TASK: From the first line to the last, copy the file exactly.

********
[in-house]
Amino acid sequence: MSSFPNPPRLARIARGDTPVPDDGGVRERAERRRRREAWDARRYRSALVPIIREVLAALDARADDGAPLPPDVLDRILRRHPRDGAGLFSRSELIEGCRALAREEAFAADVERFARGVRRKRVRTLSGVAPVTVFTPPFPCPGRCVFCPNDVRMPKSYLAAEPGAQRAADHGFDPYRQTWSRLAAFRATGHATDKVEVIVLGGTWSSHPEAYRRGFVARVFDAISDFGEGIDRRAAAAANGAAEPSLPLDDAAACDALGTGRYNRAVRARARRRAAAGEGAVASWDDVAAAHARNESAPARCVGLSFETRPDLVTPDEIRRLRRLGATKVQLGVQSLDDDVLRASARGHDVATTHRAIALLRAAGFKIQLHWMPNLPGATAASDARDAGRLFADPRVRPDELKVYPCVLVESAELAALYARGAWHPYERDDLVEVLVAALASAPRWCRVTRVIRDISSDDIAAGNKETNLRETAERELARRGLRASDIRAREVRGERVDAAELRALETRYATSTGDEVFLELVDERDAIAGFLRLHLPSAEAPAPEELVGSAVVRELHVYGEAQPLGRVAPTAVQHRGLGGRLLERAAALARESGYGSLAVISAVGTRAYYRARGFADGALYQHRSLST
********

[in-house]
Amino acid sequence: MSSFPNPPRLARIARGDTPVPDDGGVRERAERRRRREAWDARRYRSALVPIIREVLAALDARADDGAPLPPDVLDRILRRHPRDGAGLFSRSELIEGCRALAREEAFAADVERFARGVRRKRVRTLSGVAPVTVFTPPFPCPGRCVFCPNDVRMPKSYLAAEPGAQRAADHGFDPYRQTWSRLAAFRATGHATDKVEVIVLGGTWSSHPEAYRRGFVARVFDAISDFGEGIDRRAAAAANGAAEPSLPLDDAAACDALGTGRYNRAVRARARRRAAAGEGAVASWDDVAAAHARNESAPARCVGLSFETRPDLVTPDEIRRLRRLGATKVQLGVQSLDDDVLRASARGHDVATTHRAIALLRAAGFKIQLHWMPNLPGATAASDARDAGRLFADPRVRPDELKVYPCVLVESAELAALYARGAWHPYERDDLVEVLVAALASAPRWCRVTRVIRDISSDDIAAGNKETNLRETAERELARRGLRASDIRAREVRGERVDAAELRALETRYATSTGDEVFLELVDERDAIAGFLRLHLPSAEAPAPEELVGSAVVRELHVYGEAQPLGRVAPTAVQHRGLGGRLLERAAALARESGYGSLAVISAVGTRAYYRARGFADGALYQHRSLST